I hope this question is not a duplicate. Since I'm using Infura as a full node, I need to send raw transactions by signing them.

In a multi-user application how would my application on the server-side sign transactions on the respective user's behalf. Saving every user's private key sounds unsafe. Would appreciate any concrete examples or sample source code on how to do this. TIA.

  • Looks to be a duplicate of ethereum.stackexchange.com/questions/68437/….
    – user19510
    Mar 17 '19 at 5:16
  • @smarx Sorry about that. I asked that question focusing on using metamask and I didn't get a usable solution. So I wanted to diverge and focus on the general solution for signing with private keys on the server and I got an answer below.
    – socket_var
    Mar 17 '19 at 14:50

When a user registers:

  1. The user enters a memorable password
  2. The client encrypts the private key with the password, and sends it to the server
  3. The server receives the encrypted private key, and saves it into the database

When a user logs-in:

  1. The server sends the encrypted private key to the client

When a user performs a transaction available on client's web-page:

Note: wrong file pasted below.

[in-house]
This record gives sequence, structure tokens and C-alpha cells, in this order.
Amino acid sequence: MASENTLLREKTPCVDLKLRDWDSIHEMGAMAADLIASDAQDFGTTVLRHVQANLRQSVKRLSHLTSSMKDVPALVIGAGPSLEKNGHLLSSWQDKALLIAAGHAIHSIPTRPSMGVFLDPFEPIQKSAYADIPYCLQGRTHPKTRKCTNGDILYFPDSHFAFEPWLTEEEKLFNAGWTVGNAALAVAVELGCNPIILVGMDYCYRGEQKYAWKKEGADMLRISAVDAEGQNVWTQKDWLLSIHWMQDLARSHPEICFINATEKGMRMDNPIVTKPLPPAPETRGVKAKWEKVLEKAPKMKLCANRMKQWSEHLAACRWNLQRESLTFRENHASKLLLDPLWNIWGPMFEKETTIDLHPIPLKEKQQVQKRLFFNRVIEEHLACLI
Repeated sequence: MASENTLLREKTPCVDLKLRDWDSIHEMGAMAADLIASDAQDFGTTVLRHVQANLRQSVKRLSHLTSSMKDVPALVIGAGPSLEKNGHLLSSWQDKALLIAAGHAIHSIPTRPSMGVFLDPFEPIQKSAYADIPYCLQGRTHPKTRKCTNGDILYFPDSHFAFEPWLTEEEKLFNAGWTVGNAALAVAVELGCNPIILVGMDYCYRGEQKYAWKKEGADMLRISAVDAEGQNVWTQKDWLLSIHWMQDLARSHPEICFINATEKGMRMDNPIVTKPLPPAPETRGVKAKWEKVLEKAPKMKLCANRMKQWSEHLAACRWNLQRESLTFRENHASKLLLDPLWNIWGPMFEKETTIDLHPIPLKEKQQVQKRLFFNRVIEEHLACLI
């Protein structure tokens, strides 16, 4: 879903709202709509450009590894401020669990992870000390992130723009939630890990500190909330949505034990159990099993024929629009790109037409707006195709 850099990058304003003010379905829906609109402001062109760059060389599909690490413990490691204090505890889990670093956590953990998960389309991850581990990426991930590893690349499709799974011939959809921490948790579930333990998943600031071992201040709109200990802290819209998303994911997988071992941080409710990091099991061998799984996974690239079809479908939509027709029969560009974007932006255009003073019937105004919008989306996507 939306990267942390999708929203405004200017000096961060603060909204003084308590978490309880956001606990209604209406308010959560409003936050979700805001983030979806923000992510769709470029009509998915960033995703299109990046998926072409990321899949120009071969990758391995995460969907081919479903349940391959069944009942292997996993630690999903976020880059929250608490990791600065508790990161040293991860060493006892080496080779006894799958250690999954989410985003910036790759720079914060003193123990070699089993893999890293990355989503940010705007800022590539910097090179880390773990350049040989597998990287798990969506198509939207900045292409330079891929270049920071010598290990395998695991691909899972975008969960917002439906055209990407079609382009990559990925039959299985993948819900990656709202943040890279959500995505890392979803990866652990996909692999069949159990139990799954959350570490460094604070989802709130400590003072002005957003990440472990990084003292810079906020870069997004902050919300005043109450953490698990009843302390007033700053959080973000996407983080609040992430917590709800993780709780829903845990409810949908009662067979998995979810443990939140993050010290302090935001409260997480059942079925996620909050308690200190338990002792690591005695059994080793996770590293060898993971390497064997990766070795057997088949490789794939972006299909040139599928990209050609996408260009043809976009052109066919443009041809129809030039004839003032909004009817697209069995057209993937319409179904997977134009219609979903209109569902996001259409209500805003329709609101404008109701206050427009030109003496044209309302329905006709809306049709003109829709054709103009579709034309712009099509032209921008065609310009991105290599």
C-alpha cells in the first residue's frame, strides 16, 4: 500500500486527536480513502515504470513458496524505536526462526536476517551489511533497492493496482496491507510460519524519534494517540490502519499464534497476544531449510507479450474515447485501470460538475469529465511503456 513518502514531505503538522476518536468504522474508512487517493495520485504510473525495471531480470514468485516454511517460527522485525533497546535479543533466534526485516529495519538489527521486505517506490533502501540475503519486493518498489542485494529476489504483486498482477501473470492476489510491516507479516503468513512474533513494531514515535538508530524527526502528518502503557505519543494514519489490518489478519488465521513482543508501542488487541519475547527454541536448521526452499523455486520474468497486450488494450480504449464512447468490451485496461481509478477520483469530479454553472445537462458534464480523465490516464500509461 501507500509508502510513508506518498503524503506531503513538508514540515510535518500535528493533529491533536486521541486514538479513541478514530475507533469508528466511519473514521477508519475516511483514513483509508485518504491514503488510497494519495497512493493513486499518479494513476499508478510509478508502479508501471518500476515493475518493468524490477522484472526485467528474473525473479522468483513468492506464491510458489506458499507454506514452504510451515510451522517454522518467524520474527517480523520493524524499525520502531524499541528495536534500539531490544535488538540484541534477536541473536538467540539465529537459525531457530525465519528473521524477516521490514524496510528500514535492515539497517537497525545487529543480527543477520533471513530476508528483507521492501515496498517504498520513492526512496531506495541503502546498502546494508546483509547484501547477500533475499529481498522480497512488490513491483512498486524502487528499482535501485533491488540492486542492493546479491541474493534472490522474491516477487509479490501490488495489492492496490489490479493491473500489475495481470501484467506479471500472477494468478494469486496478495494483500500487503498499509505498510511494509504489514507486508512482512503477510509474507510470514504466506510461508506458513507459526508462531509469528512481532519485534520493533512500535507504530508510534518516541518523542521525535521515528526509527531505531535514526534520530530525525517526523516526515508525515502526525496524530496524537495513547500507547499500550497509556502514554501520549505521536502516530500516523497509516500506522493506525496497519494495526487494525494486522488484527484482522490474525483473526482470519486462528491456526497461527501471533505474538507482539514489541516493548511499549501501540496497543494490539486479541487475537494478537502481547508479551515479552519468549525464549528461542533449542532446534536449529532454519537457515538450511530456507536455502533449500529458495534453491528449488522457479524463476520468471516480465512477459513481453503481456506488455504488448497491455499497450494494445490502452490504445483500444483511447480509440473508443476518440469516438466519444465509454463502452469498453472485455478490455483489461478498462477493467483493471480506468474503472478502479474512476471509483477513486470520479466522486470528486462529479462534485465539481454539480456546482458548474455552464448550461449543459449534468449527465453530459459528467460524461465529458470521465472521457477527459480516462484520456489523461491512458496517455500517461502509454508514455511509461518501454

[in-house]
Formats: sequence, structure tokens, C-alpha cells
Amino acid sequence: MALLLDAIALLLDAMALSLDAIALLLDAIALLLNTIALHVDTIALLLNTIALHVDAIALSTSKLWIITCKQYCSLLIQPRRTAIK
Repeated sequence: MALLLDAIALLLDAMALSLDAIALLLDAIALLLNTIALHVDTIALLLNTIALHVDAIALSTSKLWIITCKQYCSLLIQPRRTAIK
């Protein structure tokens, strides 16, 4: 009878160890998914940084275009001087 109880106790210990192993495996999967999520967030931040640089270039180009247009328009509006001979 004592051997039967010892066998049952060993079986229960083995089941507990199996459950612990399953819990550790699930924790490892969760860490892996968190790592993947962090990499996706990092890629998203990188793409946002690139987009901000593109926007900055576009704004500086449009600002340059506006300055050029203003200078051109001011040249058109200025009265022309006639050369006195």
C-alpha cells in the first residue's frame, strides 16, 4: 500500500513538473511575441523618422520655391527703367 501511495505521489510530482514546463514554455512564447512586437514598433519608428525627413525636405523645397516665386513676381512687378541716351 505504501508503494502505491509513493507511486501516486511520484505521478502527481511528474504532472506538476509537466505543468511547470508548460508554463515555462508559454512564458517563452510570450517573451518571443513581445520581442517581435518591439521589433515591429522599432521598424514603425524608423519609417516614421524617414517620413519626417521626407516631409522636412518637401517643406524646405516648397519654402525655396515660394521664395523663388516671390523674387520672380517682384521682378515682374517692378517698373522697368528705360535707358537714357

1. The user enters the password
  2. The client decrypts the private key using the password
  3. The client signs the transaction with the private key
  4. The client sends the signed transaction to the server
  5. The server sends the signed transaction to the node
  • Thanks @goodvibration ! A well thought out solution.
    – socket_var
    Mar 17 '19 at 15:09
  • @socket_var: You're welcome! Mar 17 '19 at 15:34
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    @socket_var: Do you want to avoid sending password to the server ? - exactly. As for https - possibly, but I'm not a security expert, so may I suggest that you post it as a separate question on Stack Overflow (since it is not specific to Ethereum, and due to the relatively small community on this website, you're not likely to get an answer here as fast as you would on SO anyway). Mar 18 '19 at 5:20
  • 1
    @socket_var: BTW, the custom standard is that you ask the user to enter a password before every transaction (not just once), for security reasons. And in any case, I don't see how the current scheme yields more post requests from client to server. It is 1 for login and 1 for every transaction. How else would you reduce this? Mar 18 '19 at 5:27
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    Having a decentralized app that saves user information (keys) in a server sounds contradictory. The wallet can be kept on the client side encrypted. The question is if letting the key in memory in the browser is safe, then the password should be requested only one. This of course require that the website is open source (like myetherwallet) so that users can be assured that there is no malicious code.
    – Jaime
    Mar 18 '19 at 6:11

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